Of what benefit coming together as a people to form a commonwealth, if there is nothing common guiding it, if the strong and powerful should take everything that we own in common while fanning the embers of ethnicity and religious so that the dispossessed masses can never come together against them? Rather face the thieves the disenfranchised masses of Nigeria now kill themselves over the crumbs, believing they’re fighting the real enemy. Poverty and unemployment increase is, it has been demonstrated, besides crime and corruption, leads to increase in ethnic and religious conflicts.

But what else to expect when our army of graduates are forced to stay at home for years after graduating from university, doing nothing? Of course, some have devised survivalist strategy, including unleashing mayhem on the weaker members of the society since the powerful have the army and police guarding them. Or should an educated young man with a bright future prefer to join a kidnapping ring, an armed robbery or 419 gangs, when if gainfully employed should be creating wealth for the country? Unless we seek unconventional solutions to our present development dilemmas, we shouldn’t expect anything more than our present backward-looking approaches to development, which further bleeds ethnic and religious divide. What this means is that ethnic and religious cold war should be expected to be on the increase.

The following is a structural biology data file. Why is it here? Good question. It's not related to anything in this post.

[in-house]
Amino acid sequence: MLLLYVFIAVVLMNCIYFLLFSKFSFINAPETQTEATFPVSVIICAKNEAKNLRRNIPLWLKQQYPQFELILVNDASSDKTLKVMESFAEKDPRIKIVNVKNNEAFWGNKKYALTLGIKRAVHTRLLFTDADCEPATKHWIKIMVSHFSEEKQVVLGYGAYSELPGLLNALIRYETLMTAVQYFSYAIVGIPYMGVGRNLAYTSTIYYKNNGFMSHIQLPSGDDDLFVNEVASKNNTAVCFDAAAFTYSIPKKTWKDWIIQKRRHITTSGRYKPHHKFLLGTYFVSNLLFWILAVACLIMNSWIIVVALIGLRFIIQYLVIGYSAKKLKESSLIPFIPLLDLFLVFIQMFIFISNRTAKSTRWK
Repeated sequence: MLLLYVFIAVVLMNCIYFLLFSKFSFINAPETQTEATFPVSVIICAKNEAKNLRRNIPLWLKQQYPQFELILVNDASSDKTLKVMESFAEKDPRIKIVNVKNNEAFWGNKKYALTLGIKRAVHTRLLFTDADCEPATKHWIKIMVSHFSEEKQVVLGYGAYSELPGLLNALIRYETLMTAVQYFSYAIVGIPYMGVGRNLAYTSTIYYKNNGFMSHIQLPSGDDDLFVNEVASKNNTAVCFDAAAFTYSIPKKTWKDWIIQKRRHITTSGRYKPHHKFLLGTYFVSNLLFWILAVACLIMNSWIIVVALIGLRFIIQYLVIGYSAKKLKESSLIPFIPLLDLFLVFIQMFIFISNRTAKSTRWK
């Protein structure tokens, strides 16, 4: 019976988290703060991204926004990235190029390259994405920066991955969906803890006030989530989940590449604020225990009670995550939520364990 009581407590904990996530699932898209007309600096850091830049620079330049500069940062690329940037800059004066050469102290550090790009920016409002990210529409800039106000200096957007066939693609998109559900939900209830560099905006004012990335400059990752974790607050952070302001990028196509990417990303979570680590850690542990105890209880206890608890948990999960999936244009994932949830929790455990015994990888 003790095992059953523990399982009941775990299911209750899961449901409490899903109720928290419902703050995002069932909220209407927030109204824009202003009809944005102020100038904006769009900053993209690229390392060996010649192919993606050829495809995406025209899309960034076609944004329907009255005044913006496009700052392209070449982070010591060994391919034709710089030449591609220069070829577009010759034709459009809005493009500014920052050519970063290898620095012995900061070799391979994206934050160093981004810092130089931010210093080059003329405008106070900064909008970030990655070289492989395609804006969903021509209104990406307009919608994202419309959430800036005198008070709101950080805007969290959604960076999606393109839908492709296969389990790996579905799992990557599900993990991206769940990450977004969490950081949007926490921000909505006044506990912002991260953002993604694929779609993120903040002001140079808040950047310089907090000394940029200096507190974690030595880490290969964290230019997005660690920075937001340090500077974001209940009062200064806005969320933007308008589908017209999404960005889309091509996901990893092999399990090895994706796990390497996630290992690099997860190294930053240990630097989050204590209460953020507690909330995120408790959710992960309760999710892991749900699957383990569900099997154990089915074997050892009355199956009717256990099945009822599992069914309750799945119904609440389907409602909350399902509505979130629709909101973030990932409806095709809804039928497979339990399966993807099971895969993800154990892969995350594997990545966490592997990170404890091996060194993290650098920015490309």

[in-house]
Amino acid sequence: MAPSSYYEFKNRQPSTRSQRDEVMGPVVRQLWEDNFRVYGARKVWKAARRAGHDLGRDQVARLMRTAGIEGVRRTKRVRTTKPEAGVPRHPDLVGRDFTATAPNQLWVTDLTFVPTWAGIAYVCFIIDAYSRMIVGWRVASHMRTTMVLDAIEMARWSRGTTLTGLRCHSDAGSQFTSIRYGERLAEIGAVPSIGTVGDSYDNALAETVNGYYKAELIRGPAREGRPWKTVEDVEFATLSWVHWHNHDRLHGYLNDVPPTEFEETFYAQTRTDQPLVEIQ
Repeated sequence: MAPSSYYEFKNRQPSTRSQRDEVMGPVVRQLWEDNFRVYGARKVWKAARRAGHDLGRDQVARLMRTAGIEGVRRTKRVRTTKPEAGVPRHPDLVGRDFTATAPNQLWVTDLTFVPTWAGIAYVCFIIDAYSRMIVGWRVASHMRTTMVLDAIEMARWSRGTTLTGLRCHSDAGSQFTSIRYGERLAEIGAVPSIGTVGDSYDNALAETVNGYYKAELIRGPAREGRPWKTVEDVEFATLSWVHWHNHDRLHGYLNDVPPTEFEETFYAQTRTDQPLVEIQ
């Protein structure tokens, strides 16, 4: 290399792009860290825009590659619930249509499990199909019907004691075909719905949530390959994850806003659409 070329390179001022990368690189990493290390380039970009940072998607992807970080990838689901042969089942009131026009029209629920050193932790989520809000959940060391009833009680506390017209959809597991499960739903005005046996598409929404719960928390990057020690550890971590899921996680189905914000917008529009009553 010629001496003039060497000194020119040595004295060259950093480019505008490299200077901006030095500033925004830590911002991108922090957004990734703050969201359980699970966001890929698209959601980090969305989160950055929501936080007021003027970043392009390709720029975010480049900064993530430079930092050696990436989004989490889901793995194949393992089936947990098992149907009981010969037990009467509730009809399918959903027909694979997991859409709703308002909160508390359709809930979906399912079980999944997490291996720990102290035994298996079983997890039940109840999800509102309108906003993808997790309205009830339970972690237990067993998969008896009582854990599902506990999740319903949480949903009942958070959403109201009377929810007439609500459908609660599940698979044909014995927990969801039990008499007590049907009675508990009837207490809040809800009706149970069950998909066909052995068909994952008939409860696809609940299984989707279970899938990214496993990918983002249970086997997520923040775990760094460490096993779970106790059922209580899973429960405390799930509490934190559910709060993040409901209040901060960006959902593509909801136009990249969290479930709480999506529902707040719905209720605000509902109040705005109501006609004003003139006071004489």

Should our rulers continue to hold the masses on the ground which unknowingly they too are on the ground, there is good news, even though most of us cannot see it already. As Samuel Adams, rightly said, ‘’It does not take a majority to prevail…but rather an irate, tireless minority, keen on setting brush-fire of freedom in the minds of men.’’